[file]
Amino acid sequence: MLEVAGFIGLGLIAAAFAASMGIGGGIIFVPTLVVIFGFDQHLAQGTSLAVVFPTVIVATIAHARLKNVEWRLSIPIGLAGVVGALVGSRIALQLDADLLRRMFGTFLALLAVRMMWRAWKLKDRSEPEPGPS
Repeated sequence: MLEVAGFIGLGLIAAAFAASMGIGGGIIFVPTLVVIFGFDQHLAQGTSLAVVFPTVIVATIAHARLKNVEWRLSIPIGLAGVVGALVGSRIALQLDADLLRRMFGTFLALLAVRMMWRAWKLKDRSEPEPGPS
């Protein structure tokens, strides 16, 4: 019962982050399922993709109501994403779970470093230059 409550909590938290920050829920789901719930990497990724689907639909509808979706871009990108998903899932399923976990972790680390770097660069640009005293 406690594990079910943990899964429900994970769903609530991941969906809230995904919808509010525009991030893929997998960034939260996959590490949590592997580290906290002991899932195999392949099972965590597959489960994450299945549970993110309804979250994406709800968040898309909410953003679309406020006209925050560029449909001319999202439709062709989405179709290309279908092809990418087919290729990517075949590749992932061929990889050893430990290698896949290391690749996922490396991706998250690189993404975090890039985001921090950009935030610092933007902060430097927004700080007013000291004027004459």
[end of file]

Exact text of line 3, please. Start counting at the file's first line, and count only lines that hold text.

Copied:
């Protein structure tokens, strides 16, 4: 019962982050399922993709109501994403779970470093230059 409550909590938290920050829920789901719930990497990724689907639909509808979706871009990108998903899932399923976990972790680390770097660069640009005293 406690594990079910943990899964429900994970769903609530991941969906809230995904919808509010525009991030893929997998960034939260996959590490949590592997580290906290002991899932195999392949099972965590597959489960994450299945549970993110309804979250994406709800968040898309909410953003679309406020006209925050560029449909001319999202439709062709989405179709290309279908092809990418087919290729990517075949590749992932061929990889050893430990290698896949290391690749996922490396991706998250690189993404975090890039985001921090950009935030610092933007902060430097927004700080007013000291004027004459």